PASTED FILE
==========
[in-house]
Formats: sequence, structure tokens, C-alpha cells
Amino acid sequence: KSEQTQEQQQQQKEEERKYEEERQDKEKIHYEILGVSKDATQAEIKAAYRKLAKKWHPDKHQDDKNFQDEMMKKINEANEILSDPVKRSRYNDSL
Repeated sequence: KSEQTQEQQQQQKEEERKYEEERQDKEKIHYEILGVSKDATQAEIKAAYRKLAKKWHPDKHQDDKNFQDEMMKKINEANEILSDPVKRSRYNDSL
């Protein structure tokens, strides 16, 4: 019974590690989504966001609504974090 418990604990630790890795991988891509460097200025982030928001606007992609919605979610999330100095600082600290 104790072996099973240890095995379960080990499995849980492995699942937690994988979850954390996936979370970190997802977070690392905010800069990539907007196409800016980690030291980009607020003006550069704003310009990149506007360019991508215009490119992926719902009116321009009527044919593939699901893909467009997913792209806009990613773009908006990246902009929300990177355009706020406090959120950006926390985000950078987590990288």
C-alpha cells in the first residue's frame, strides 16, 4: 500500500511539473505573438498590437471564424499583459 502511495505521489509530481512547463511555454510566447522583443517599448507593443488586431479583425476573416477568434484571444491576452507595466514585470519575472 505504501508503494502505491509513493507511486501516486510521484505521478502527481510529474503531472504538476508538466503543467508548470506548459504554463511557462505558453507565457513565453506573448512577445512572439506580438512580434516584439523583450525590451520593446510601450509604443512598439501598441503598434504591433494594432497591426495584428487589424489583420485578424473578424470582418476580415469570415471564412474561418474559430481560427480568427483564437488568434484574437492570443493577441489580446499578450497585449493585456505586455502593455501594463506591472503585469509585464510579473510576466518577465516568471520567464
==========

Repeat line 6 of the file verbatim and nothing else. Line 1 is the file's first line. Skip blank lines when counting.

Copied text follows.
C-alpha cells in the first residue's frame, strides 16, 4: 500500500511539473505573438498590437471564424499583459 502511495505521489509530481512547463511555454510566447522583443517599448507593443488586431479583425476573416477568434484571444491576452507595466514585470519575472 505504501508503494502505491509513493507511486501516486510521484505521478502527481510529474503531472504538476508538466503543467508548470506548459504554463511557462505558453507565457513565453506573448512577445512572439506580438512580434516584439523583450525590451520593446510601450509604443512598439501598441503598434504591433494594432497591426495584428487589424489583420485578424473578424470582418476580415469570415471564412474561418474559430481560427480568427483564437488568434484574437492570443493577441489580446499578450497585449493585456505586455502593455501594463506591472503585469509585464510579473510576466518577465516568471520567464